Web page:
By Walter Bianchi and Maximiliano Rizzi
MAR DEL PLATA, Argentina/BUENOS AIRES (Reuters) - An Argentine military submarine reported an electrical problem and was headed back to base when it went missing last week in the South Atlantic, the navy said on Monday, while storms complicated efforts to find the vessel and its 44 crew members.
Hopes for a successful search for the ARA San Juan submarine, which went missing last Wednesday off the Argentine coast, waned when the navy said satellite calls detected over the weekend did not in fact come from the vessel.
More than a dozen boats and aircraft from Argentina, the United States, Britain, Chile and Brazil joined the search effort. Authorities have mainly been scanning the sea from the sky, as storms have made it difficult for boats.
Gabriel Galeazzi, a naval commander, told reporters that the submarine had come up from the depths and reported an electrical malfunction before it disappeared 268 miles (432 km) off the coast.
"The submarine surfaced and reported a malfunction, which is why its ground command ordered it to return to its naval base at Mar del Plata," he said.
The malfunction did not necessarily cause an emergency, Galeazzi added. The craft was navigating normally, underwater, at a speed of five knots toward Mar del Plata when it was last heard from, he said.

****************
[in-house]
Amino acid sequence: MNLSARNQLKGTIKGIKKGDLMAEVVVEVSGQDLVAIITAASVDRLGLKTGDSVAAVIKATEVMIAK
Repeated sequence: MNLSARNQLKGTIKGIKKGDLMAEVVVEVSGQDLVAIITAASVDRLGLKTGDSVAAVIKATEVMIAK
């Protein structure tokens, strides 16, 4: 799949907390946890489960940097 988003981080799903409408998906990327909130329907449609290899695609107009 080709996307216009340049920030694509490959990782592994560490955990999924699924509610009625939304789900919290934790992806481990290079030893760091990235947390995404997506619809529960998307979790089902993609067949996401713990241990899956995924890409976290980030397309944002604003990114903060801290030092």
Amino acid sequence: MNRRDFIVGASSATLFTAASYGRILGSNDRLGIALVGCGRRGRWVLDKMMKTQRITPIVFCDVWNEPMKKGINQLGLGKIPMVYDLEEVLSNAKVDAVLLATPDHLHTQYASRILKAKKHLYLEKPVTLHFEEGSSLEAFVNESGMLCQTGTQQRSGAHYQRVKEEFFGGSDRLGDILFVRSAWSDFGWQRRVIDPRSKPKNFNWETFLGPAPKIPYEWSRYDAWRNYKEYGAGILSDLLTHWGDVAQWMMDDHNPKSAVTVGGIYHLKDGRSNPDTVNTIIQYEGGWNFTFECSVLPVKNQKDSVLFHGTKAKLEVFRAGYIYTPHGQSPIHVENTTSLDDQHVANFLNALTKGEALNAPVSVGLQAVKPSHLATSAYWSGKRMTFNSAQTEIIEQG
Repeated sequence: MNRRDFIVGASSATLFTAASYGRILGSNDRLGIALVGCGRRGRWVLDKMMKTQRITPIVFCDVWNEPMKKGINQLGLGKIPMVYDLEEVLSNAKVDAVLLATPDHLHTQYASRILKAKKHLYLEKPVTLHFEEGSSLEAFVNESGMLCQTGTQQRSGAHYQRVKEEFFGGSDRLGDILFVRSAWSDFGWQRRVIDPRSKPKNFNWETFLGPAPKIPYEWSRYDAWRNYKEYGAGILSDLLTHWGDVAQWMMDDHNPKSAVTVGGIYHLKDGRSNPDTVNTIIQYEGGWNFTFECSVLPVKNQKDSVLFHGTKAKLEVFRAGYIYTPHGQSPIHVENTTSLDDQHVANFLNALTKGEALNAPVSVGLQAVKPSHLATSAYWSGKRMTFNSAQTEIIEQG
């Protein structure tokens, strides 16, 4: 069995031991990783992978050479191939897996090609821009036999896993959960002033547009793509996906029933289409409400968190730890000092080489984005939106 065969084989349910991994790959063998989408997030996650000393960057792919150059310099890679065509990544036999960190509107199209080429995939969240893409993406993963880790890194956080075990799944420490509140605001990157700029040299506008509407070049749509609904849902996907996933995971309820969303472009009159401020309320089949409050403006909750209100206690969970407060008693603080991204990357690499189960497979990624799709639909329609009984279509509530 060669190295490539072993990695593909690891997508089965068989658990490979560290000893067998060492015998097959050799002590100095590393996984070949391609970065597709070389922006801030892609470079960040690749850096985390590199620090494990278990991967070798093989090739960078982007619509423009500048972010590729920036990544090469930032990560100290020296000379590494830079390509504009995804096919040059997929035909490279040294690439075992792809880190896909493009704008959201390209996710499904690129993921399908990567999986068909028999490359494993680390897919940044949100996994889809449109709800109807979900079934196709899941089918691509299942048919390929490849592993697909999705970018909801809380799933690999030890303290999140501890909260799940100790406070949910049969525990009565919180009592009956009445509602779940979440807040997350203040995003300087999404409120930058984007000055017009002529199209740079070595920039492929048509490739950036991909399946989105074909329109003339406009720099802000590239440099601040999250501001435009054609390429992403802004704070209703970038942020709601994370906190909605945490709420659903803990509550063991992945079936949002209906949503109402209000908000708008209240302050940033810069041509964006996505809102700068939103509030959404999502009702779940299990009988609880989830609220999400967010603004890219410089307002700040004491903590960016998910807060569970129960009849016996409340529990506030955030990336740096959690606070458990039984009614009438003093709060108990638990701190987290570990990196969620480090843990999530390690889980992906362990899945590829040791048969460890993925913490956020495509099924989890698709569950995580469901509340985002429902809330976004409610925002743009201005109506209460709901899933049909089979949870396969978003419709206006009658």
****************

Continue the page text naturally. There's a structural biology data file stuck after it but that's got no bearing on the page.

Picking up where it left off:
"A warship has a lot of backup systems, to allow it to move from one to another when there is a breakdown," Galeazzi said.
One of the crew is Argentina's first female submarine officer, Eliana Maria Krawczyk, 35, who joined the navy in 2004 and rose to become the master-at-arms aboard the ARA San Juan.
Crew members' relatives gathered at the Mar del Plata naval base, waiting for news. They were joined by President Mauricio Macri.
The government also sent five psychologists and a psychiatrist to the base in support of the relatives. "The families are holding up well. The word 'hope' is still being used," the psychiatrist Enrique Stein told reporters.
Intermittent satellite communications had been detected on Saturday and the navy had said they were likely to have come from the submarine. But the ARA San Juan in fact sent its last signal on Wednesday, navy spokesman Enrique Balbi said.
The calls that were detected "did not correspond to the satellite phone of the submarine San Juan," he said on Monday, adding that the craft had oxygen for seven days. After that, he said, it would have to surface or get near the surface to replenish air supply.
"There is no good news," Juan Carlos Mendoza, father of crew member Fernando Mendoza, told reporters. "Hopefully they have oxygen."
The ARA San Juan was inaugurated in 1983, making it the newest of the three submarines in the navy's fleet. Built in Germany, it underwent maintenance in 2008 in Argentina.
That maintenance included the replacement of its four diesel engines and its electric propeller engines, according to specialist publication Jane's Sentinel.
(Writing by Hugh Bronstein; Editing by Lisa Von Ahn and Alistair Bell)